Emergency strategies taught at TRMC exercise

Published 9:39 pm Wednesday, August 6, 2014

You’re downtown on the square. It’s Troy Fest, and you’re enjoying spending time with friends and family on a breezy Sunday. All of a sudden there is a loud crash and screeching brakes from a nearby train. You see people begin running from the railroad crossing at Three Notch Street and an odd cloud of green smoke rising from the area. How would you react?

For three hours Wednesday at Troy Regional Medical Center, nineteen different emergency management agencies from around Pike County and Alabama came together to discuss emergency strategies used to handle a disaster, such as a hazardous material spill during a large city event.

Jeanna Barnes, the emergency management director, said a lot of planning went into giving the different agencies the opportunity to walk through a disaster scenario with the Tabletop Exercise, but the exercise gave the agencies to feed off of each other to improve plans.

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“It obviously gives us a chance to sit in a controlled environment where you can make mistakes on paper and see where you can improve your response or plans should an event like that occur,” Barnes said. “Not even just like this scenario, think in the back of your head, just any day type situation. So not only do we think about what we would do if this happened during Troy Fest but you can then think about it if this happened on an every day basis.”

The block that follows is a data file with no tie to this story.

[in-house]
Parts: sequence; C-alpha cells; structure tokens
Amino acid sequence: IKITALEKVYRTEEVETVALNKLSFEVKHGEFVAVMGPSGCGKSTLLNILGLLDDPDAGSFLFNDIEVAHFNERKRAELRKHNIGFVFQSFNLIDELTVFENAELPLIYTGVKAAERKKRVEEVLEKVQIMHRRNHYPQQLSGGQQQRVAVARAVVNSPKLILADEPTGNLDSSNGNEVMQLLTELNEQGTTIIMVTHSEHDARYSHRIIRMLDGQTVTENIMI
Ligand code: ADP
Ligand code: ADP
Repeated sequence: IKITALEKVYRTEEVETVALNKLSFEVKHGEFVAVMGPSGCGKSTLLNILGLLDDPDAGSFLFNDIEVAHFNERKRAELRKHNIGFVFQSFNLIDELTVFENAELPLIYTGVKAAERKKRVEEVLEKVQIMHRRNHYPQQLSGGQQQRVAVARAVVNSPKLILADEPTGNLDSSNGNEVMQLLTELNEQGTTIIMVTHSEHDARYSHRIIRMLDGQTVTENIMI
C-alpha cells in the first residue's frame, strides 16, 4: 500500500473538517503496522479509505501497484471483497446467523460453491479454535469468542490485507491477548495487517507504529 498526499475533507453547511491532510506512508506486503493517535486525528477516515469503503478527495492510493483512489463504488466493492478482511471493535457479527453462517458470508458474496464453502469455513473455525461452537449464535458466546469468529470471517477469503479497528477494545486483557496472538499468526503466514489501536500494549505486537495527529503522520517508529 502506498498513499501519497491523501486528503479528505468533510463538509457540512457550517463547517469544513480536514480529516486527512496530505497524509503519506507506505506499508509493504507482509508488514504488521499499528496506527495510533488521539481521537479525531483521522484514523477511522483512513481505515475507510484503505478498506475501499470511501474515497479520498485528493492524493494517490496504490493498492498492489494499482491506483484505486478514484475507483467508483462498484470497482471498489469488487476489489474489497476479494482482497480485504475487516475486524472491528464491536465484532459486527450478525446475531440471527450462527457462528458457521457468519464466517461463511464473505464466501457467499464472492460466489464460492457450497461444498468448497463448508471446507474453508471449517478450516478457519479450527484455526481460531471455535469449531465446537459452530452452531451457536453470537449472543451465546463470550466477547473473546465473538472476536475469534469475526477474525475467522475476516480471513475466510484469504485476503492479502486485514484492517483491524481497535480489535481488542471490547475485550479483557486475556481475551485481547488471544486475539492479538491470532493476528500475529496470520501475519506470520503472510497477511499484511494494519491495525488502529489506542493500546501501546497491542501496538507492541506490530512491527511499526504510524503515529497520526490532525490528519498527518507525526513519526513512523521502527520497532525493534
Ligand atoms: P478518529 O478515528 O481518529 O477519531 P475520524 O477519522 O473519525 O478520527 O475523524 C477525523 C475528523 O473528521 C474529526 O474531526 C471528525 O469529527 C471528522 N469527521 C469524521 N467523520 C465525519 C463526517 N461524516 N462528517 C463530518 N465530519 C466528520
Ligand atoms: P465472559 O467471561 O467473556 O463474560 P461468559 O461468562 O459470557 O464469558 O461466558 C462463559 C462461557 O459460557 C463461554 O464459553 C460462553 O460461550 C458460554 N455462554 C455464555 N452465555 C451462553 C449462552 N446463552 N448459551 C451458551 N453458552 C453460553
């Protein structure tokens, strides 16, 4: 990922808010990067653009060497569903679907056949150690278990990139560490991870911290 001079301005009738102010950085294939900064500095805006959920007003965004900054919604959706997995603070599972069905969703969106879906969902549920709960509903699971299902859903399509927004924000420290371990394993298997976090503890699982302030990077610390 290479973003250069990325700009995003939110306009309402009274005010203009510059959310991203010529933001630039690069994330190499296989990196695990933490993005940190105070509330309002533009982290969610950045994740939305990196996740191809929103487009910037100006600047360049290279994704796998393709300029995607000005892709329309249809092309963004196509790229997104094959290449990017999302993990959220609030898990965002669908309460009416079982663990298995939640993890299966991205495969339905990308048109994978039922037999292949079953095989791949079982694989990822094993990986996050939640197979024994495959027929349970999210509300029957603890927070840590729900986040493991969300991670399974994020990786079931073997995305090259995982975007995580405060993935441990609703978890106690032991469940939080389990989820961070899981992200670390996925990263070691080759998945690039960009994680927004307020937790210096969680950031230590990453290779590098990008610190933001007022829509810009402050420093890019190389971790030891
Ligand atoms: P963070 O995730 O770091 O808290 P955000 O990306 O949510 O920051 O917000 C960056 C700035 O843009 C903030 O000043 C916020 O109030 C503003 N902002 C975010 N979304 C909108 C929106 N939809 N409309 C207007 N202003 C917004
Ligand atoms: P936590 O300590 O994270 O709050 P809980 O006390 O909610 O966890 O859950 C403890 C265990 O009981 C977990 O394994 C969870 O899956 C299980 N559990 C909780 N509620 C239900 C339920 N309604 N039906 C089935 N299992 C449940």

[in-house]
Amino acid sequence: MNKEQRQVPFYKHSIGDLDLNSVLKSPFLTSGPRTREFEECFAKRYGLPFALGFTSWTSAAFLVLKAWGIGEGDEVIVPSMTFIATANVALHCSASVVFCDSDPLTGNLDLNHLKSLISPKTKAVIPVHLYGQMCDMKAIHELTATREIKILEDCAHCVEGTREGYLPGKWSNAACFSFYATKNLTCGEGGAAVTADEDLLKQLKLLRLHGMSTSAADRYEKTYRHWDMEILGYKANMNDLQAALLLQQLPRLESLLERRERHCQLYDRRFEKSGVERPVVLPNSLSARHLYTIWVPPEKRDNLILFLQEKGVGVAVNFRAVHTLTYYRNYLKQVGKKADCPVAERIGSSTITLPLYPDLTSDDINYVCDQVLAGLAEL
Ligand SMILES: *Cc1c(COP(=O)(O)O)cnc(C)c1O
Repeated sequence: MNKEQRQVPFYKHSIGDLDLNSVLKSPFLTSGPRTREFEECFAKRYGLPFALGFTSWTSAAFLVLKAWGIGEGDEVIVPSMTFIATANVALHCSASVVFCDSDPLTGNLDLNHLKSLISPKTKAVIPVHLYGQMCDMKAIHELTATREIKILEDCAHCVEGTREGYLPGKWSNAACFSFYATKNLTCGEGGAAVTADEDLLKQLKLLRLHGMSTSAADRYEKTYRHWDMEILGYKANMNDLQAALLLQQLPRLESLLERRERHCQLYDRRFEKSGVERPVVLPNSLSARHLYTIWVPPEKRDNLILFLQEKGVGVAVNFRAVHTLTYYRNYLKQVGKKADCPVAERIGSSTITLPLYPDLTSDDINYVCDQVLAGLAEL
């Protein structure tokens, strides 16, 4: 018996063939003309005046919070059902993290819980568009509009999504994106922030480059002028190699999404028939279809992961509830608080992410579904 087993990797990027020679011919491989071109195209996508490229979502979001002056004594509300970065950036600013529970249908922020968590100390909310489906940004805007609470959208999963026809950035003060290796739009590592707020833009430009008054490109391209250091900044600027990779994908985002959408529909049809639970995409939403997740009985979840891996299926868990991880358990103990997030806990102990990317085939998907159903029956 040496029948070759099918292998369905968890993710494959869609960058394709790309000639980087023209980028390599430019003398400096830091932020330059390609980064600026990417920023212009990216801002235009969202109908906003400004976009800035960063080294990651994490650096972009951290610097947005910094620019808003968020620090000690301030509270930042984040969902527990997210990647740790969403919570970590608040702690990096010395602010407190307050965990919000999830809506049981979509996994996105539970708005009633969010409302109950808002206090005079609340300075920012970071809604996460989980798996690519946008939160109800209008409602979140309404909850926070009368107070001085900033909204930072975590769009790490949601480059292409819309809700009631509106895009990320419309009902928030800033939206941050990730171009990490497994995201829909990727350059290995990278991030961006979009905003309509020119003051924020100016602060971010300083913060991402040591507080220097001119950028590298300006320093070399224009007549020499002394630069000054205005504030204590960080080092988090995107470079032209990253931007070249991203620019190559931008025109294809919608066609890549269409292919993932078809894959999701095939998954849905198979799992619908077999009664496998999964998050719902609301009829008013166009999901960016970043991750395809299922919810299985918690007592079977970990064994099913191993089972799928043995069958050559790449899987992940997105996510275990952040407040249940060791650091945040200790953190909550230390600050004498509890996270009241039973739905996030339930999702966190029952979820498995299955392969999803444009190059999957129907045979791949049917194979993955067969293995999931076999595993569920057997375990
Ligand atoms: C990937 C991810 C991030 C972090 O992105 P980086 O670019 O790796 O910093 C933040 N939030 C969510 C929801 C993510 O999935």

Lt. Stephens Buford with the Troy Fire Department said the opportunity did not just give the agencies a chance to talk through a potential chaotic situation, but it gave the agencies the chance to see the capacities of each agency.

“It’s really nice to know the limitations and the abilities of every department and resource that’s in here,” Stephens said. “It’s nice to hear feedback from everybody. It kind of gives everyone a better understanding of what the capabilities are of each agency that’s involved and what to be expecting when we arrive on scene.”

While the hazardous situation was simulated for Troy Fest, which occurs in early April, Stephens said the incident could occur at any point in time.

“This could happen today,” Stephens said. “The scenario with the train hitting a passenger vehicle coming through Troy, I think we get three to four trains a day carrying hazardous material, a day, in 24 hours. It was all worse case scenario the way she broke it down, but it was all realistic.”

With the different agencies coming out, including the Troy Police Department, Troy Fire Department, Troy Fest committee and even the two ambulance services Barnes said the simulation was a success even though some agencies for Pike County were unable to make it.

“It was a great success,” Barnes said. “We had some that were not able to make it. We are in the business of response and handling different emergencies, so we understand when people have things come up at the last minute.”